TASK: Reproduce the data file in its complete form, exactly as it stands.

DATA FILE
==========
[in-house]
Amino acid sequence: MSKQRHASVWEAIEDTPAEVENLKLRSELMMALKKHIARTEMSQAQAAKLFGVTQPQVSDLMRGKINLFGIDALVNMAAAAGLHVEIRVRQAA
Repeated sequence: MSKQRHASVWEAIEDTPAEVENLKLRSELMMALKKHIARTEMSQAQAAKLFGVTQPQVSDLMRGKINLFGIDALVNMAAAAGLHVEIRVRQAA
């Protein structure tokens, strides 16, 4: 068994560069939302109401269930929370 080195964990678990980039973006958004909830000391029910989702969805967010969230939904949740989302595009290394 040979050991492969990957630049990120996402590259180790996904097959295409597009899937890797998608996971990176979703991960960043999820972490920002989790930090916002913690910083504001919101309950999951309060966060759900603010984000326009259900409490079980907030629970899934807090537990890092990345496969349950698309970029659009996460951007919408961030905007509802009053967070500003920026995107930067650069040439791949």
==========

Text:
[in-house]
Amino acid sequence: MSKQRHASVWEAIEDTPAEVENLKLRSELMMALKKHIARTEMSQAQAAKLFGVTQPQVSDLMRGKINLFGIDALVNMAAAAGLHVEIRVRQAA
Repeated sequence: MSKQRHASVWEAIEDTPAEVENLKLRSELMMALKKHIARTEMSQAQAAKLFGVTQPQVSDLMRGKINLFGIDALVNMAAAAGLHVEIRVRQAA
């Protein structure tokens, strides 16, 4: 068994560069939302109401269930929370 080195964990678990980039973006958004909830000391029910989702969805967010969230939904949740989302595009290394 040979050991492969990957630049990120996402590259180790996904097959295409597009899937890797998608996971990176979703991960960043999820972490920002989790930090916002913690910083504001919101309950999951309060966060759900603010984000326009259900409490079980907030629970899934807090537990890092990345496969349950698309970029659009996460951007919408961030905007509802009053967070500003920026995107930067650069040439791949």